While the program lasted just seven months, it funded 3,750 artists who produced 15,600 artworks at a cost of $1,312,000. Scenes of ice skating, baseball, subways, highways, and farms convey a sense of commonality, while specific landscapes and cityscapes—like the two canvases by Pittsburgh artist Harry W. Scheuch (1906–1978) documenting the construction of the Cathedral of Learning at the University of Pittsburgh—provide glimpses of distinct localities. The exhibition is generally organized into themes that captured the interest of artists at the time. Portraits, industry, labor, city life, landscapes, and rural life are all captured in this exhibition, which provides a unique and lasting visual record of America at a specific moment in time. Artist Harry Scheuch painted the Cathedral of Learning twice for the PWAP. One image is a close-up view of the masons at work, and another depicts a more distant view that reveals the horde of workers involved. Together the two paintings tell the story of this mighty undertaking. The 42-story structure was not substantially completed until 1937, and some interior work continued for decades after that. Like the Golden Gate Bridge, construction of which is also depicted in the exhibition, construction of the Cathedral of Learning was halted due to lack of funds. New Deal government construction grants enabled these two mammoth projects to continue and to employ hundreds of workers.

Like Scheuch’s Cathedral of Learning paintings, many of the works in the exhibition glorify work or document industrial sites. Paintings such as Northern Minnesota Mine by E. Dewey Albinson (1898–1971), however, implied an active work site where—in fact—there was no work to be had. Along with gritty industrial scenes and urban landscapes, E. Martin Hennings’s painting for the Public Works of Art Project, Homeward Bound, 1934, portrays two Native Americans from Taos Pueblo: a man wrapped in a traditional white blanket and a woman wearing a colorful shawl. This serene painting speaks of the deep love Hennings felt for Taos, New Mexico, where he was a leading member of the artists’ colony. His subjects walk quietly through the snow together as the sun sets behind them. In works like this, Hennings created poetic visual connections between the people of Taos and the stunning high desert where they lived.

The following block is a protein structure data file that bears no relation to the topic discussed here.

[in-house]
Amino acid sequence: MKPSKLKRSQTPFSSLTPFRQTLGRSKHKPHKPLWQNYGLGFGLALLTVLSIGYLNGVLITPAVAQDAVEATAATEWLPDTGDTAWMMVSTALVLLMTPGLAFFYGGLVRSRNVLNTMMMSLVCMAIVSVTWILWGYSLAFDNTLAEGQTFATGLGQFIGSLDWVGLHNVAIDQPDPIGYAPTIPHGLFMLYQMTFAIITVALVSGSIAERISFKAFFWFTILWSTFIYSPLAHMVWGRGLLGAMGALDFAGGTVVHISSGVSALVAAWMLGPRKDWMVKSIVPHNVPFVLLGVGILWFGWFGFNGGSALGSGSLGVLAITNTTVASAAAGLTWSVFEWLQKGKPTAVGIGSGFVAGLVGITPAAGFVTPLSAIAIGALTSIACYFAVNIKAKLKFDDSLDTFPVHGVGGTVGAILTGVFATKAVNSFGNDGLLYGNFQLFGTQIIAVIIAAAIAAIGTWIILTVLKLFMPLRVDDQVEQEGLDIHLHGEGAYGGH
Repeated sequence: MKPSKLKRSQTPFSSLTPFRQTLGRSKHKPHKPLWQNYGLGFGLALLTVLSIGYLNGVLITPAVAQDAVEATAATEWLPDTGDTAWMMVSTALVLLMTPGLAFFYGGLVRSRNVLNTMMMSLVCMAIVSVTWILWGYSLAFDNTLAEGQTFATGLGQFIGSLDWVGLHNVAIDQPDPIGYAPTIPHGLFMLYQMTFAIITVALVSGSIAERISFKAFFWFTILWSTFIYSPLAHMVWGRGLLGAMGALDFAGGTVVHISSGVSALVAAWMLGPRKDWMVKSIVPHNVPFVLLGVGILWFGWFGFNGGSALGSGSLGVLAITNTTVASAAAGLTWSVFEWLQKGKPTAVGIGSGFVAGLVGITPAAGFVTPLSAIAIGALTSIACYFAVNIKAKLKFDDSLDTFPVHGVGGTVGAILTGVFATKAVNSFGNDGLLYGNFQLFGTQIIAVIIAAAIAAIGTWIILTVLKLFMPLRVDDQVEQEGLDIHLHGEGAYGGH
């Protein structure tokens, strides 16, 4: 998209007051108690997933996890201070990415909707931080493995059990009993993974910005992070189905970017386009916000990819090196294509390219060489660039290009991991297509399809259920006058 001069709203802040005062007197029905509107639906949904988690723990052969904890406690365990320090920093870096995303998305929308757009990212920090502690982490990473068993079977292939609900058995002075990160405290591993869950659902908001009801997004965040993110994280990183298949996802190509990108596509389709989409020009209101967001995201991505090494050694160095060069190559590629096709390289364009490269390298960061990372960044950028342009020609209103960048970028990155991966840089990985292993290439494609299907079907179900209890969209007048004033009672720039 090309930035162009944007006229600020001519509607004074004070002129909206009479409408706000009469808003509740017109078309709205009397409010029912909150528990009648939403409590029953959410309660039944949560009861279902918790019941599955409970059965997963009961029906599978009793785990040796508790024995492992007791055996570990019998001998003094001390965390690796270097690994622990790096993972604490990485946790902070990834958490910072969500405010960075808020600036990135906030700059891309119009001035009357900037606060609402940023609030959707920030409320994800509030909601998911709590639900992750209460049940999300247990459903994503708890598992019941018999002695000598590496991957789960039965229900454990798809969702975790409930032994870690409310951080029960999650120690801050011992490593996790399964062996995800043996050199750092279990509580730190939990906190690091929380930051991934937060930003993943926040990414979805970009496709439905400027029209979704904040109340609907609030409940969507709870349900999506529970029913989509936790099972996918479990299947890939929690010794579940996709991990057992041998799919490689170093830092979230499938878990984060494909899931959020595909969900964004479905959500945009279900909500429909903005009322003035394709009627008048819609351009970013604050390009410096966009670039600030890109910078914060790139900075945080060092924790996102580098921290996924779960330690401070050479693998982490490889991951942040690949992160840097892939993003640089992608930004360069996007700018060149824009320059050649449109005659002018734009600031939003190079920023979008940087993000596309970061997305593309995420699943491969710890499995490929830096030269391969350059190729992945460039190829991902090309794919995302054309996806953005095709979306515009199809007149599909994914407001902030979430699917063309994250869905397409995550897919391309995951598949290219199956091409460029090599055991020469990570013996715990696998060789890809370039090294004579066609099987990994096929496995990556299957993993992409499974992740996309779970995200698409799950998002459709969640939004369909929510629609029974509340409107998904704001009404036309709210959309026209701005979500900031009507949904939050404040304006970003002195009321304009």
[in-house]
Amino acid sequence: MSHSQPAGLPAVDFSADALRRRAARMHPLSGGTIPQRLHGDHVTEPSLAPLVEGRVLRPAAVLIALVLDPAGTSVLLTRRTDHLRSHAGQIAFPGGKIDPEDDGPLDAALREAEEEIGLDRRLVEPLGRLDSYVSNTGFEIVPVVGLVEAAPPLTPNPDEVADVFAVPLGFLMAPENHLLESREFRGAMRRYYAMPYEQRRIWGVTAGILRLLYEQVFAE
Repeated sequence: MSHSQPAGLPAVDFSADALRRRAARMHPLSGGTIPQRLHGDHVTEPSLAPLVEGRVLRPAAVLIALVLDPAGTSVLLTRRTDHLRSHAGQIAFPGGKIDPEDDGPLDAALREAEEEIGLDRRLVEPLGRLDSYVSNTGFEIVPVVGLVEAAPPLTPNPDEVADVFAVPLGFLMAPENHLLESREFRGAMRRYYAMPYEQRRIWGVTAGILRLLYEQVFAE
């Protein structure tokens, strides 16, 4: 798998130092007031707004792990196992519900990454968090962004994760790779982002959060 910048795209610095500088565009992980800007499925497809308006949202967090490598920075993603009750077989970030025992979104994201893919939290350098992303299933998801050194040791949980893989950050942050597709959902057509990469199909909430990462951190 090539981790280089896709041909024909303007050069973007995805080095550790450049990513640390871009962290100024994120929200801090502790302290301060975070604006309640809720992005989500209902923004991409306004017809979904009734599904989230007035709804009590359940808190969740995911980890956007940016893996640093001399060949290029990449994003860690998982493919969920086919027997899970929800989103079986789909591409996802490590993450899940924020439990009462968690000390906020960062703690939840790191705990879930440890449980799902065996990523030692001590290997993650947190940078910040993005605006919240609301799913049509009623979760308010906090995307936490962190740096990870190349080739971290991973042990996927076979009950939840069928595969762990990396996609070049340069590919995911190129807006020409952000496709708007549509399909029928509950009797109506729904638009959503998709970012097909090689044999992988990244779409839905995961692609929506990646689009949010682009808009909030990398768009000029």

City and rural life were popular subjects for artists of this time. Lily Furedi (1896 1969) painted subway passengers in a simple stylized form that—at the same time—provides clues to each individual’s own story. Ross Dickinson’s (1903–1978) Valley Farms, also uses simple forms that eloquently speak of the precarious situation of farming in California during the Depression. In his painting, orange hills loom over a small cultivated area below. Allusions to the ever-present threat of fire are included in the forms of a farmer burning trash in the foreground and a plume of smoke from a wildfire in the distance. Dust bowl migrants sought work in places such as this California valley.

In April 1934, the Corcoran Gallery of Art in Washington, D.C., exhibited more than 500 works created as part of the Public Works of Art Project. Selected paintings from the Corcoran exhibition later traveled to the Museum of Modern Art in New York City and other cities across the country. President Roosevelt, First Lady Eleanor Roosevelt and government officials who attended the exhibition in Washington acclaimed the art enthusiastically. The Roosevelts selected 32 paintings for display at the White House. The success of the Public Works of Art Project paved the way for later New Deal art programs, including the Works Progress Administration’s Federal Art Project.

Nearly 150 paintings from the Public Works of Art Program were transferred to the Smithsonian American Art Museum during the 1960s, along with a large number of artworks from subsequent programs that extended into the 1940s, especially the well-known Works Progress Administration. The museum has one of the largest collections of New Deal art in the world, numbering nearly 3,000 objects.

The frick Art & Historical Center
Tags: american art